Author Topic: RF question about coax  (Read 12525 times)

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Offline vk6zgo

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Re: RF question about coax
« Reply #25 on: October 10, 2011, 02:20:55 am »
Although it is a sine wave that is fed to the LED,the LED is a diode,so it will  create harmonics.
It is doubtful that any of these will radiate,but bear in mind,they do exist.
As I said before,the coax is extremely short,compared to a wavelength at 2.3MHz,& even at those harmonics which might be generated.

PAL video cables carry frequency components at up to 5MHz &,if incorrectly terminated do not radiate.
(OK,before somebody says it,they are terminated correctly at the source end).

I feel you are over thinking this thing,& I would suggest,just go with your original idea,& see if you have any significant radiation.
Buy a cheap all band portable radio,& wave the thing around near the coax.Even though these things are junk radios,they are more than sensitive enough to show up any problems.
I know it doesn't sound very "EE like",but then,I'm just a Tech! ;D

VK6ZGO
 

Offline jahonen

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Re: RF question about coax
« Reply #26 on: October 10, 2011, 03:33:26 pm »
Tried out the series resistor with the LED in LTSpice. Seems to work quite nicely, certainly much better than with no termination at all. Slight undershoot is visible (mismatch) but I think that it is in acceptable limits here.

Regards,
Janne
 

Offline SoftwareSamuraiTopic starter

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Re: RF question about coax
« Reply #27 on: October 10, 2011, 03:45:09 pm »
Tried out the series resistor with the LED in LTSpice. Seems to work quite nicely, certainly much better than with no termination at all. Slight undershoot is visible (mismatch) but I think that it is in acceptable limits here.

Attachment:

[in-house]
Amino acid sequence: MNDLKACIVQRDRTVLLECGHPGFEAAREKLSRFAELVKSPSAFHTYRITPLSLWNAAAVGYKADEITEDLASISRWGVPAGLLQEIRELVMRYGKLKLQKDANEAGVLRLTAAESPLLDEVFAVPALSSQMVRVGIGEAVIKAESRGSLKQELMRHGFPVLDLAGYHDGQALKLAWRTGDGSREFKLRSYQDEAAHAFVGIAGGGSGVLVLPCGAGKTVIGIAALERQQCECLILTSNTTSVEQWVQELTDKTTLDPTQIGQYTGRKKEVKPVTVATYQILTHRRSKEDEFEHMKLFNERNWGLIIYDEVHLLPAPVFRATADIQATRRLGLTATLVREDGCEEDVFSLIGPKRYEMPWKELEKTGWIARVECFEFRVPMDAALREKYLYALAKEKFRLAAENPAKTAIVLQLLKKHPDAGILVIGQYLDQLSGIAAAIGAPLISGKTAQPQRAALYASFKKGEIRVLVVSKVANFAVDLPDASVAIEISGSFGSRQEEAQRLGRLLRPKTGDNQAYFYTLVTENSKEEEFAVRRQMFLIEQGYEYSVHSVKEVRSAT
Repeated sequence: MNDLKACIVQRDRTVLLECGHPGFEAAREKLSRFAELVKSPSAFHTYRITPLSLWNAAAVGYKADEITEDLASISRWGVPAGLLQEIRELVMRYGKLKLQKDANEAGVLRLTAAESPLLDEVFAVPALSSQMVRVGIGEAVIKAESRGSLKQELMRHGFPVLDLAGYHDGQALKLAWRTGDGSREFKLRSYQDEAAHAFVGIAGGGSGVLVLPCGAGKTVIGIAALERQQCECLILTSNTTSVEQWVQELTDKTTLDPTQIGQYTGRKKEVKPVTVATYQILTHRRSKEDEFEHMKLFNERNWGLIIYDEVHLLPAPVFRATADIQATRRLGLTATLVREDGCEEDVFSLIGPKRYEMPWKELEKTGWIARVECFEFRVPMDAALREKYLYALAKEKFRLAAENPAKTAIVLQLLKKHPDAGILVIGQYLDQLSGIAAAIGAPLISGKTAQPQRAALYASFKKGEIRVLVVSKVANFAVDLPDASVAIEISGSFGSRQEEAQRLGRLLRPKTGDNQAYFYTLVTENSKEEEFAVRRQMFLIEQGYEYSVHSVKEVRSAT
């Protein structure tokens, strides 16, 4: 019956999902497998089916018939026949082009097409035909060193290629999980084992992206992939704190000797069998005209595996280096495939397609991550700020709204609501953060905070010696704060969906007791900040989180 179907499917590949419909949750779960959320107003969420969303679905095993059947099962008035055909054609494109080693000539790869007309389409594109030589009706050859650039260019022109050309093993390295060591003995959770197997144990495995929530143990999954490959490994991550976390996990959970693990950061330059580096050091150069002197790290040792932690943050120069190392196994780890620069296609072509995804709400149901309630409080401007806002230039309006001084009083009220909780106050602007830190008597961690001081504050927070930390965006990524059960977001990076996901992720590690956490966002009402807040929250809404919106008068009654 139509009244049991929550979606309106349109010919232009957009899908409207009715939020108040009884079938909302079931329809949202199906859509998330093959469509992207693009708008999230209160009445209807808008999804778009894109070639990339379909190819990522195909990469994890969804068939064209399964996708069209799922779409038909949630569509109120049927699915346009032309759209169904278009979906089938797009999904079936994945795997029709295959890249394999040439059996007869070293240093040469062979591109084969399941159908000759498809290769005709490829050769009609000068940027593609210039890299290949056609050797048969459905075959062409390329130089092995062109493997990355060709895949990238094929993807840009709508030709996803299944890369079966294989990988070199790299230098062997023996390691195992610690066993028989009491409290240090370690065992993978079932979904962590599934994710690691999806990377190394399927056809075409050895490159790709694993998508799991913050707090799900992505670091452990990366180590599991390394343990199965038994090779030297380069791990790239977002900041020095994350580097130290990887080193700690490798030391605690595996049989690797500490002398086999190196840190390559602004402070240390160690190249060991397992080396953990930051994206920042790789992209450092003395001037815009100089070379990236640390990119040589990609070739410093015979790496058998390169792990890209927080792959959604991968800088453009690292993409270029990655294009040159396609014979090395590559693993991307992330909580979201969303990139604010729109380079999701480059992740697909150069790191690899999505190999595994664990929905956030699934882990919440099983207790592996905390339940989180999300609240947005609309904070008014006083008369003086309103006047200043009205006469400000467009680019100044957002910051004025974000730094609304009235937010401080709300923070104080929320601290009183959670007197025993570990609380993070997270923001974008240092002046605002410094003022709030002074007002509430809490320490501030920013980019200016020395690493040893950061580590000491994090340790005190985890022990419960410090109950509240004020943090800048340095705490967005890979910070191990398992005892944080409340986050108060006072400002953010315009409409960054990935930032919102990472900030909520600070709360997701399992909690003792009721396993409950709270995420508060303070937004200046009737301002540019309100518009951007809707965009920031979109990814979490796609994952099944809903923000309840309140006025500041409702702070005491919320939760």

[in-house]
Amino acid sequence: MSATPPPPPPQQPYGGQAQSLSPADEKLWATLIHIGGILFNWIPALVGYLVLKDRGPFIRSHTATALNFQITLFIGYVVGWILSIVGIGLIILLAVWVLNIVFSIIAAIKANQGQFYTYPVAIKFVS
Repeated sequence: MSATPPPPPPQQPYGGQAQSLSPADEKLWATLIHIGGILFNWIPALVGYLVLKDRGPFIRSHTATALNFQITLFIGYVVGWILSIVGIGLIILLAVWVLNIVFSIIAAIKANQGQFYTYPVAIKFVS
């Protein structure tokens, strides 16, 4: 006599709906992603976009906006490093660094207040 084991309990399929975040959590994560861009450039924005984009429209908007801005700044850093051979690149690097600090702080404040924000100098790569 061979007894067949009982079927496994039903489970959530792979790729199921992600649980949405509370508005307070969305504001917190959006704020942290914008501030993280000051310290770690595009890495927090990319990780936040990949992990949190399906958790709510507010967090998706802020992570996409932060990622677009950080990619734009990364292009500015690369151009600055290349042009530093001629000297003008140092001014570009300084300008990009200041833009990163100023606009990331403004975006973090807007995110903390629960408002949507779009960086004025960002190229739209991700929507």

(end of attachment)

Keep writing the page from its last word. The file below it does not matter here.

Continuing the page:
Very interesting! I'll have to try that!

So is that 47 ohms + LED resistance = 50 ohms?

Thanks Janne!
 

Offline jahonen

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Re: RF question about coax
« Reply #28 on: October 10, 2011, 05:14:31 pm »
Very interesting! I'll have to try that!

So is that 47 ohms + LED resistance = 50 ohms?

Thanks Janne!

Yes, that's basically it. Of course, LED "resistance" is not constant so termination is never perfect. But good enough, certainly. I assume that you have relatively high bias current and small frequency modulated sine on top of that?

Regards,
Janne
 

Offline SoftwareSamuraiTopic starter

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Re: RF question about coax
« Reply #29 on: October 10, 2011, 06:20:19 pm »
Yes, that's basically it. Of course, LED "resistance" is not constant so termination is never perfect. But good enough, certainly.
Makes sense. Got it.

I assume that you have relatively high bias current and small frequency modulated sine on top of that?
The "current version" circuit that I posted earlier is the one I need to modify for moving the LED to a "movable" platform. The op amp together with the transistor provide the driving current for the LED, which seems to work well.

The signal is an FM sine, 2.3 MHz with a +/-75 kHz modulation.